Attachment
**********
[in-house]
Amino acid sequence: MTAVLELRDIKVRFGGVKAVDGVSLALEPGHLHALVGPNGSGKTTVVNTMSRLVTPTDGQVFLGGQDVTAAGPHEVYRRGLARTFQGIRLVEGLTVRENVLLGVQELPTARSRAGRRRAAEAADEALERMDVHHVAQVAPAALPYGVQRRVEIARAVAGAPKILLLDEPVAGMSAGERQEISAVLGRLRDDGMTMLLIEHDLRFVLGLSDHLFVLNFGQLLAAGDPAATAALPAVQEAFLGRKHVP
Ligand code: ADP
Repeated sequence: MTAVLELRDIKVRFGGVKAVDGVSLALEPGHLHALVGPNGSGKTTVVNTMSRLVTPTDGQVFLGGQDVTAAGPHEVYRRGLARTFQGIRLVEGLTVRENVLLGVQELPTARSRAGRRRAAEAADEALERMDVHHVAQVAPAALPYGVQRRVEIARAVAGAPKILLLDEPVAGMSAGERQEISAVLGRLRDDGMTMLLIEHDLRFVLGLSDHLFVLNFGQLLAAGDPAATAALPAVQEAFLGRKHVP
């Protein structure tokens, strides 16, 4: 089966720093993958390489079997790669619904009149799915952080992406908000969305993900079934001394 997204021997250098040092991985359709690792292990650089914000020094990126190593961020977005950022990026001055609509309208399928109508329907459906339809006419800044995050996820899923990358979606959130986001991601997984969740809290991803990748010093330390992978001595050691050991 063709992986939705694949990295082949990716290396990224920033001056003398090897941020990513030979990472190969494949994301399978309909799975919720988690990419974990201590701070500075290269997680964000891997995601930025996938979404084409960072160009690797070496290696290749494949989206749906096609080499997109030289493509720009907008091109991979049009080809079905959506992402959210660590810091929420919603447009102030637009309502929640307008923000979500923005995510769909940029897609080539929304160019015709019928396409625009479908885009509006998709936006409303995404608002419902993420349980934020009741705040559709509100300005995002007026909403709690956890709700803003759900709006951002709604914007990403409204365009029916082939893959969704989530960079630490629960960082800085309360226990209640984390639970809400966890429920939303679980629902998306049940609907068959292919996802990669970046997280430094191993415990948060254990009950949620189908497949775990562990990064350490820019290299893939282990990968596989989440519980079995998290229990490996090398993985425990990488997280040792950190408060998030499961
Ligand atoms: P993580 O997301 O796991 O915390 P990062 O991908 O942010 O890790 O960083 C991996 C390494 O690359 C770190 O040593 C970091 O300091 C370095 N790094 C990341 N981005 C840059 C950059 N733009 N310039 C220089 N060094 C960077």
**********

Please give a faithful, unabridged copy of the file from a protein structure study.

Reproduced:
[in-house]
Amino acid sequence: MTAVLELRDIKVRFGGVKAVDGVSLALEPGHLHALVGPNGSGKTTVVNTMSRLVTPTDGQVFLGGQDVTAAGPHEVYRRGLARTFQGIRLVEGLTVRENVLLGVQELPTARSRAGRRRAAEAADEALERMDVHHVAQVAPAALPYGVQRRVEIARAVAGAPKILLLDEPVAGMSAGERQEISAVLGRLRDDGMTMLLIEHDLRFVLGLSDHLFVLNFGQLLAAGDPAATAALPAVQEAFLGRKHVP
Ligand code: ADP
Repeated sequence: MTAVLELRDIKVRFGGVKAVDGVSLALEPGHLHALVGPNGSGKTTVVNTMSRLVTPTDGQVFLGGQDVTAAGPHEVYRRGLARTFQGIRLVEGLTVRENVLLGVQELPTARSRAGRRRAAEAADEALERMDVHHVAQVAPAALPYGVQRRVEIARAVAGAPKILLLDEPVAGMSAGERQEISAVLGRLRDDGMTMLLIEHDLRFVLGLSDHLFVLNFGQLLAAGDPAATAALPAVQEAFLGRKHVP
């Protein structure tokens, strides 16, 4: 089966720093993958390489079997790669619904009149799915952080992406908000969305993900079934001394 997204021997250098040092991985359709690792292990650089914000020094990126190593961020977005950022990026001055609509309208399928109508329907459906339809006419800044995050996820899923990358979606959130986001991601997984969740809290991803990748010093330390992978001595050691050991 063709992986939705694949990295082949990716290396990224920033001056003398090897941020990513030979990472190969494949994301399978309909799975919720988690990419974990201590701070500075290269997680964000891997995601930025996938979404084409960072160009690797070496290696290749494949989206749906096609080499997109030289493509720009907008091109991979049009080809079905959506992402959210660590810091929420919603447009102030637009309502929640307008923000979500923005995510769909940029897609080539929304160019015709019928396409625009479908885009509006998709936006409303995404608002419902993420349980934020009741705040559709509100300005995002007026909403709690956890709700803003759900709006951002709604914007990403409204365009029916082939893959969704989530960079630490629960960082800085309360226990209640984390639970809400966890429920939303679980629902998306049940609907068959292919996802990669970046997280430094191993415990948060254990009950949620189908497949775990562990990064350490820019290299893939282990990968596989989440519980079995998290229990490996090398993985425990990488997280040792950190408060998030499961
Ligand atoms: P993580 O997301 O796991 O915390 P990062 O991908 O942010 O890790 O960083 C991996 C390494 O690359 C770190 O040593 C970091 O300091 C370095 N790094 C990341 N981005 C840059 C950059 N733009 N310039 C220089 N060094 C960077």